Quoting NA (Reply 17):
Nigeria is largely English-speaking. How can such happen there?

It's hard to explain this without pissing people off, so stick with me here folks and please don't ban me...the full word "nigger" is largely understood as being a bad word in the English speaking world, though not used other places quite as often as it is in the USA. The slang "nigaz", however, is a very American term that was promoted by the rap industry. So, I don't think it is really used in Nigeria, or even known for the most part, so that's how it could be overlooked.

Just my thoughts...


User currently offlineL410Turbolet From Czech Republic, joined May 2004, 5649 posts, RR: 20
Reply 19, posted (5 years 1 week 3 days 13 hours ago) and read 1913 times:



Quoting NA (Reply 17):
Misubishi Miev



Quoting RussianJet (Reply 15):
but we should be used to the fact that companies get called all sorts of things that sound weird in our own language.

True, but I am surprised this happens even with cars (ok, Pajero has been around for couple of decades), because I think I've read somewhere that car companies before they give a car model a name they now use a highly sophisticated software which cross-checks the intended name against vocabularies of almost any language there is to prevent this from happening.
Some most likely do not perform this check as Hyundai Getz was sold under different name in Hungary since there is a similar word in Hungarian for ejaculation.


User currently offlineMaverickM11 From United States of America, joined Apr 2000, 17278 posts, RR: 46
Reply 20, posted (5 years 1 week 3 days 12 hours ago) and read 1888 times:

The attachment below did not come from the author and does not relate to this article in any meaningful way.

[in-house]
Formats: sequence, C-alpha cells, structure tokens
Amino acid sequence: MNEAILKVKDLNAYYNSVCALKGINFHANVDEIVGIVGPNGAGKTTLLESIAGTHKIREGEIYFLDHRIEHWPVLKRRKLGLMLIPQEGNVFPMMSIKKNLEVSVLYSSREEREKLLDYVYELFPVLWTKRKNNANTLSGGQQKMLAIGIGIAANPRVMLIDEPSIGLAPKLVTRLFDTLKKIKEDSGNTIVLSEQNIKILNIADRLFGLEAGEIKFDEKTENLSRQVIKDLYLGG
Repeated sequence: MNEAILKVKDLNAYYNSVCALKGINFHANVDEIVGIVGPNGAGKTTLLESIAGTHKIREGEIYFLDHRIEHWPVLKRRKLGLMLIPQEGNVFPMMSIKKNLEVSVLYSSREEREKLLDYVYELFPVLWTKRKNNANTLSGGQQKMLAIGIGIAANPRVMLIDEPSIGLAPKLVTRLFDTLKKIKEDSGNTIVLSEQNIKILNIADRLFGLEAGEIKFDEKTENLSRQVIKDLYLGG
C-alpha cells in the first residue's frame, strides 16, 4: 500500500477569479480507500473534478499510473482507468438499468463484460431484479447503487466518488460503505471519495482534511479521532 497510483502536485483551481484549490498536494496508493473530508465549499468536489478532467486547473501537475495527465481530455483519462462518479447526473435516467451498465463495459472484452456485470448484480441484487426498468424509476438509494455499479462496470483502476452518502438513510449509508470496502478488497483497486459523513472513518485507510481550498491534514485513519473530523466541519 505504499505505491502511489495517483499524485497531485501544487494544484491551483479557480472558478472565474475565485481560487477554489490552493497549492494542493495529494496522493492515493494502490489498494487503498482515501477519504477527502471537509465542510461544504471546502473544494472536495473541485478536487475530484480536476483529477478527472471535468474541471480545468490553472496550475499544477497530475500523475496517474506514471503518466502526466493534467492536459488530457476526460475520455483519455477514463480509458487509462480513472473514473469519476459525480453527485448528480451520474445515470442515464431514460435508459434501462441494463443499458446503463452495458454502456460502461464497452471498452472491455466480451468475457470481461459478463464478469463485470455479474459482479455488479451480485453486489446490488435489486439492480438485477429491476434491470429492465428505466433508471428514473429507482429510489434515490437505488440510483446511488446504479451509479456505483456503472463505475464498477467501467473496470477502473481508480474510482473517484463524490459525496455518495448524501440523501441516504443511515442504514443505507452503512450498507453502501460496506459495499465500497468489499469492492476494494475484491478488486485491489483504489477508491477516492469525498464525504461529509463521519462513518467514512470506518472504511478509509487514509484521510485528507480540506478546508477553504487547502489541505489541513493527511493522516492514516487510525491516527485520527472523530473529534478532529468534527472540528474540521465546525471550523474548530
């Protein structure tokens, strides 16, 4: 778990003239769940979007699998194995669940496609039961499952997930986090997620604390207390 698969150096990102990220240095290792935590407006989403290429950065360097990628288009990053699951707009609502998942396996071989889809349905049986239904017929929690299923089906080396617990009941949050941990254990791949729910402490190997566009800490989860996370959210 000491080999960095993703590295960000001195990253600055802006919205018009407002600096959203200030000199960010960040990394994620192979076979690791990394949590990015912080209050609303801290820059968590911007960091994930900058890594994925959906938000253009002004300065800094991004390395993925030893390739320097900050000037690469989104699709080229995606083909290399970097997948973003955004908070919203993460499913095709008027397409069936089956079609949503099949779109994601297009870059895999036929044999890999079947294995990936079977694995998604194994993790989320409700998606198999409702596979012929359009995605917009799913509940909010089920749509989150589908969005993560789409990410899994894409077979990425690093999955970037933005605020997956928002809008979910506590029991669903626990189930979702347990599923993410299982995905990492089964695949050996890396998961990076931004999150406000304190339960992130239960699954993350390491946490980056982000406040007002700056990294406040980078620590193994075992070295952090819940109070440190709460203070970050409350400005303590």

Quoting NA (Reply 17):
Nigeria is largely English-speaking. How can such happen there?

Plus the lingua franca of the energy industry, and business in general, is English. I don't see a lot of Nigerians learning Russian or Russians picking up Hausa so the common ground is of course English.



E pur si muove -Galileo
User currently offlineFCA767 From United Kingdom, joined Nov 2006, 1736 posts, RR: 1
Reply 21, posted (5 years 1 week 3 days 11 hours ago) and read 1859 times:

more funny website names:
expertsexchange Big grin
They changed it to Experts-Exchange though  Smile
And also
Therapist.com
Changed to dunno what  Smile


User currently offlineMaverickM11 From United States of America, joined Apr 2000, 17278 posts, RR: 46
Reply 22, posted (5 years 1 week 3 days 11 hours ago) and read 1857 times:



Quoting FCA767 (Reply 21):
Therapist.com

On Arrested Development there was a character who combined the best traits of an analyst with those of a therapist and invented the profession of analrapist. Silly



E pur si muove -Galileo
User currently offlineFCA767 From United Kingdom, joined Nov 2006, 1736 posts, RR: 1
Reply 23, posted (5 years 1 week 3 days 9 hours ago) and read 1817 times:



Quoting MaverickM11 (Reply 22):

On Arrested Development there was a character who combined the best traits of an analyst with those of a therapist and invented the profession of analrapist

LOL that's funny Big grin also Analyst he could be an analyst as an anal analyser Big grin


User currently offlineNA From Germany, joined Dec 1999, 10583 posts, RR: 10
Reply 24, posted (5 years 1 week 3 days 9 hours ago) and read 1800 times:



Quoting SW733 (Reply 18):
The slang "nigaz", however, is a very American term that was promoted by the rap industry. So, I don't think it is really used in Nigeria, or even known for the most part

You would wonder what kind of music is ruling Nigeria today! Rap, Hip-Hop and such very US-influenced stuff.


25 LTU932 : Not only that, it also reminds you of the song "Mief" by "Die Doofen". Remember that weird music duo of Wigald Boning and Olli Dittrich?
26 MD11Engineer : You would be surprised! In the 1960s to the 1980s Russia (or better the old USSR) used to run the Lumumba university in Moscow (I don´t know if it s
27 PHLBOS : In Canada, Buick could not use the name Lacrosse for its mid-size sedan. It went with the name Allure because Lacrosse, in French Canadian, is slang
28 SW733 : Oh, I know. Rap is everywhere these days, I have ever heard it blasting on the streets of Lagos last time I was there in 2006. But I just have never